Remembering Countee Cullen

countee-cullen-warren-goodson

Countee Cullen, one of America’s finest poets, bridged our early 20thcentury racial divide by assimilating in a European art form (the sonnet) both Judeo-Christian and ancient Greek mythology with his own racial and cultural perspective.  The result was “Yet Do I Marvel.”  Its example demonstrates how, in a world obsessed with self-righteous culture wars, the speaker of a poem, in fourteen lines, can assure us that we are all, regardless of our own specific backgrounds, heirs to a great and grand, disparate world culture.

Yet Do I Marvel

I doubt not God is good, well-meaning, kind
And did He stoop to quibble could tell why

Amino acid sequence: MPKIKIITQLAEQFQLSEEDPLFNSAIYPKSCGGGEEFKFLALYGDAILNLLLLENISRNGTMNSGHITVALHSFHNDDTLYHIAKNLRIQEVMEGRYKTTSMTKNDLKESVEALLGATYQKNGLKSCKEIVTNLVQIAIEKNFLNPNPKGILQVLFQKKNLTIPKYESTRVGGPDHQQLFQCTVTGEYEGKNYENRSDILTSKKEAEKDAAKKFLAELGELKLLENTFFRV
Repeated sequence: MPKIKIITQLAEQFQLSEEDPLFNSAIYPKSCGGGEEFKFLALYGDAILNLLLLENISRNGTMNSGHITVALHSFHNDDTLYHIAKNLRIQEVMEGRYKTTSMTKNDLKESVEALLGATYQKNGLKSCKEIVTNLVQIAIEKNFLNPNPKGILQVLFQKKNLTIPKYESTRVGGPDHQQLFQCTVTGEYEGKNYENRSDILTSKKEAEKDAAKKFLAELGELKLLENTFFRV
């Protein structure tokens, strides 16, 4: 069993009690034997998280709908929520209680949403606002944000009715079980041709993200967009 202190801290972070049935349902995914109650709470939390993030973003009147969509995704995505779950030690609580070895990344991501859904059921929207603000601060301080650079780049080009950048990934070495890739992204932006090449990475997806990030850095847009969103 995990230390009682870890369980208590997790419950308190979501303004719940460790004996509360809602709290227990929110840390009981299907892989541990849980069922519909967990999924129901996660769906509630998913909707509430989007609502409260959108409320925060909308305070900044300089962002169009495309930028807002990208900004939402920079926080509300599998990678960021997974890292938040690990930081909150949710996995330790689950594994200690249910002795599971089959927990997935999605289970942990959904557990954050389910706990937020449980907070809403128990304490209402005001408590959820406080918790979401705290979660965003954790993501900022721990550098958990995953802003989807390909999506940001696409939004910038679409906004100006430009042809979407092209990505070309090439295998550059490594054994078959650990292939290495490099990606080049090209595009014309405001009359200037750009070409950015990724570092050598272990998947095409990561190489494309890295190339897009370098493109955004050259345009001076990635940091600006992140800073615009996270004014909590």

The little buried mole continues blind,
Why flesh that mirrors Him must some day die,
Make plain the reason tortured Tantalus
Is baited by the fickle fruit, declare
If merely brute caprice dooms Sisyphus
To struggle up a never-ending stair.
Inscrutable His ways are, and immune
To catechism by a mind too strewn
With petty cares to slightly understand
What awful brain compels His awful hand.
Yet do I marvel at this curious thing:
To make a poet black, and bid him sing!

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